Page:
Cooking with Alison

Grocery Budget Challenge – Introduction

In Grocery Budget Challenge, Mind Your Cents on May 31, 2016 at am

The rate of food inflation in Canada is exceeding the general inflation rate and is estimated to increase by up to 4.5% in 2016, according to the 2016 Food Price Report released by The Food Institute of the University of Guelph. Meats, fruits, vegetables, and nuts are likely to be affected the most. Some of the main factors that affect the price of food include: climate, geopolitical risks, currencies and trade, etc. Considering some of these are likely to worsen over the long run, it’s as good a time as any to start maximizing your savings on groceries. With simple changes to the way you shop and cook, you’ll be able to reduce your grocery budget and increase your savings towards the things that matter the most to you.

There are many planned posts to follow in my new Grocery Budget Challenge series. Each one focusing on a different way to save money and get the most out of your groceries. To start, see the first strategy below – growing your own produce. Don’t write off this suggestion until you’ve read through the whole post! I live in a condo and I’ve been able to do this very successfully. I’ve written about various gardening options, so I really hope that you’ll give it a chance.

Grow Your Own

The first and, in my opinion, best way to cut your grocery budget is to grow as much of your own produce as possible. This also makes eating organically affordable. As long as you have a sunny window in your home, you can grow food! In fact, many plants can be regrown in water alone (see here). I have done this successfully with celery. I started with celery, because it is among the dirty dozen list of fruits and vegetables that are very high in pesticide content. Organic celery is very expensive, but you can regrow it for free!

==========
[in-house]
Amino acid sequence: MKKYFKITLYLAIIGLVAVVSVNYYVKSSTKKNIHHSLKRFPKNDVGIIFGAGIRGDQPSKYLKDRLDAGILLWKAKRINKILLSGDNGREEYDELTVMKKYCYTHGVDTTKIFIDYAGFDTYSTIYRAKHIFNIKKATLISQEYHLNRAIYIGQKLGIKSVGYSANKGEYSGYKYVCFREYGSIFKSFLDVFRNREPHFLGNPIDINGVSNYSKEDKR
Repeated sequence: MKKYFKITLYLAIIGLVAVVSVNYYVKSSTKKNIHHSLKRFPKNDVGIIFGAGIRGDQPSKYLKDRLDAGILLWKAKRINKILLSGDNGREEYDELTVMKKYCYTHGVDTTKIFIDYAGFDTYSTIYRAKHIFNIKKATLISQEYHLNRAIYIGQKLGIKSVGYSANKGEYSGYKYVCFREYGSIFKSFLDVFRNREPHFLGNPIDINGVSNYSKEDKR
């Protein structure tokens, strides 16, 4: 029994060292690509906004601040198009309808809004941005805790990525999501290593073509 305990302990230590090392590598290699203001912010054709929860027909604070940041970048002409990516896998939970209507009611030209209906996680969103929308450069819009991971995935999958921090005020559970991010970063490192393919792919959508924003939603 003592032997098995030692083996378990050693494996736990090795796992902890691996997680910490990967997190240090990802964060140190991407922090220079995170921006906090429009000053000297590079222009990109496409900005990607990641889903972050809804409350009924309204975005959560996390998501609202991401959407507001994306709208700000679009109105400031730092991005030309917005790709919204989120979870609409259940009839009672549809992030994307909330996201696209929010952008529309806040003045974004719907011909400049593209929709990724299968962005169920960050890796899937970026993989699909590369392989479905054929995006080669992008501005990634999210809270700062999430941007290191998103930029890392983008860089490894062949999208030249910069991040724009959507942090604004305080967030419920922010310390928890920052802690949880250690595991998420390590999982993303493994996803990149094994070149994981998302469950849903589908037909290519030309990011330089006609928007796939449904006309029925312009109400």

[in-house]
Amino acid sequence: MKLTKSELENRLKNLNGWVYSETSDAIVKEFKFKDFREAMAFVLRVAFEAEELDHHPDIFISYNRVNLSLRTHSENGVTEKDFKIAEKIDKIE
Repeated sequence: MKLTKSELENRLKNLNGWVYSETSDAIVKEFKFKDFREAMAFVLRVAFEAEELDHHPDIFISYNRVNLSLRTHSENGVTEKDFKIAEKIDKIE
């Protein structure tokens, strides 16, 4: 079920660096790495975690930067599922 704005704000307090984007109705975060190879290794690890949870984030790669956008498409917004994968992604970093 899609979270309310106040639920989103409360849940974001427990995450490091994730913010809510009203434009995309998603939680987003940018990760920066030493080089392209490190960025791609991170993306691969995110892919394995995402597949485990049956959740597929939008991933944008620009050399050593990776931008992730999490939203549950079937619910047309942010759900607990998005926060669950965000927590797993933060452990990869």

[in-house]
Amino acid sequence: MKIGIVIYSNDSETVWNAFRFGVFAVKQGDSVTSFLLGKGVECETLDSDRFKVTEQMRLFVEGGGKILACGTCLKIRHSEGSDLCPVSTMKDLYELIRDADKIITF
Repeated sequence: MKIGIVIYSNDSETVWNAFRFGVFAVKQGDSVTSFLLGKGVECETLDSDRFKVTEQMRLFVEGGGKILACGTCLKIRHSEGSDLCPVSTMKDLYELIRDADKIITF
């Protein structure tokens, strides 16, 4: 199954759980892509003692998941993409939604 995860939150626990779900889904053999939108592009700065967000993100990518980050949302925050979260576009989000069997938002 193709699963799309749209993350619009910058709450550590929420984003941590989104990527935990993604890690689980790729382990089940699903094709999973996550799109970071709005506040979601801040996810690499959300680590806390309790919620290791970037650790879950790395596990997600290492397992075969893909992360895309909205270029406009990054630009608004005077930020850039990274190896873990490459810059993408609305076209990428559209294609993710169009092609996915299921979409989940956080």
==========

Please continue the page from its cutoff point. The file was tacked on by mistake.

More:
If you don’t have a backyard, other options include joining a community garden near you and/or setting up a small, pre-fabricated hobby greenhouse on your balcony (see here for more information). A greenhouse will allow you to grow vegetables in the winter, too! You’d be surprised at how many benefits there are to gardening besides saving money. See my post on The Benefits of Gardening (and How to Get Started).

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  1. This is interesting! Organic food and economically viable. Look forward to more posts on this. And in fact this is not just a great thought for Canada, but other countries like India where inflation is a major concern among the masses. Good post

  2. […] This article is part of the Grocery Budget Challenge series. See the Introduction here. […]

  3. […] This article is part of the Grocery Budget Challenge series. See the Introduction here. […]

  4. […] This article is part of the Grocery Budget Challenge series. See the Introduction here. […]

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